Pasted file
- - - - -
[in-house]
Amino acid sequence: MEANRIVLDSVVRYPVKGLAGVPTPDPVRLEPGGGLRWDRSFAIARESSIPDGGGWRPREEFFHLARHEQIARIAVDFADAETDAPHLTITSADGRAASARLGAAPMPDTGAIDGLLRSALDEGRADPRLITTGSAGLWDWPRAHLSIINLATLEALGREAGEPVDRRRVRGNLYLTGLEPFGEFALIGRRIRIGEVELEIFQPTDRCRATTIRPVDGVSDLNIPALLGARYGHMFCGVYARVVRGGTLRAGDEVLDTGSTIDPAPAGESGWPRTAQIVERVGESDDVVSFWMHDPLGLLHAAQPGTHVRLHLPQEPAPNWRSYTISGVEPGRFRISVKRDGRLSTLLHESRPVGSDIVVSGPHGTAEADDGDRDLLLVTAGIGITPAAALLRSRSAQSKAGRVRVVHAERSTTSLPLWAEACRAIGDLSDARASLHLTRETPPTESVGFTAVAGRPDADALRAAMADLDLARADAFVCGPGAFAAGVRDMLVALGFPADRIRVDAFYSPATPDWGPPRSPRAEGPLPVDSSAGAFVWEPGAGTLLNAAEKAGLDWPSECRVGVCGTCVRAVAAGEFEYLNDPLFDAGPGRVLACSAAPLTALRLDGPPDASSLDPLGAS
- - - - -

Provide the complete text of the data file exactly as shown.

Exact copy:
[in-house]
Amino acid sequence: MEANRIVLDSVVRYPVKGLAGVPTPDPVRLEPGGGLRWDRSFAIARESSIPDGGGWRPREEFFHLARHEQIARIAVDFADAETDAPHLTITSADGRAASARLGAAPMPDTGAIDGLLRSALDEGRADPRLITTGSAGLWDWPRAHLSIINLATLEALGREAGEPVDRRRVRGNLYLTGLEPFGEFALIGRRIRIGEVELEIFQPTDRCRATTIRPVDGVSDLNIPALLGARYGHMFCGVYARVVRGGTLRAGDEVLDTGSTIDPAPAGESGWPRTAQIVERVGESDDVVSFWMHDPLGLLHAAQPGTHVRLHLPQEPAPNWRSYTISGVEPGRFRISVKRDGRLSTLLHESRPVGSDIVVSGPHGTAEADDGDRDLLLVTAGIGITPAAALLRSRSAQSKAGRVRVVHAERSTTSLPLWAEACRAIGDLSDARASLHLTRETPPTESVGFTAVAGRPDADALRAAMADLDLARADAFVCGPGAFAAGVRDMLVALGFPADRIRVDAFYSPATPDWGPPRSPRAEGPLPVDSSAGAFVWEPGAGTLLNAAEKAGLDWPSECRVGVCGTCVRAVAAGEFEYLNDPLFDAGPGRVLACSAAPLTALRLDGPPDASSLDPLGAS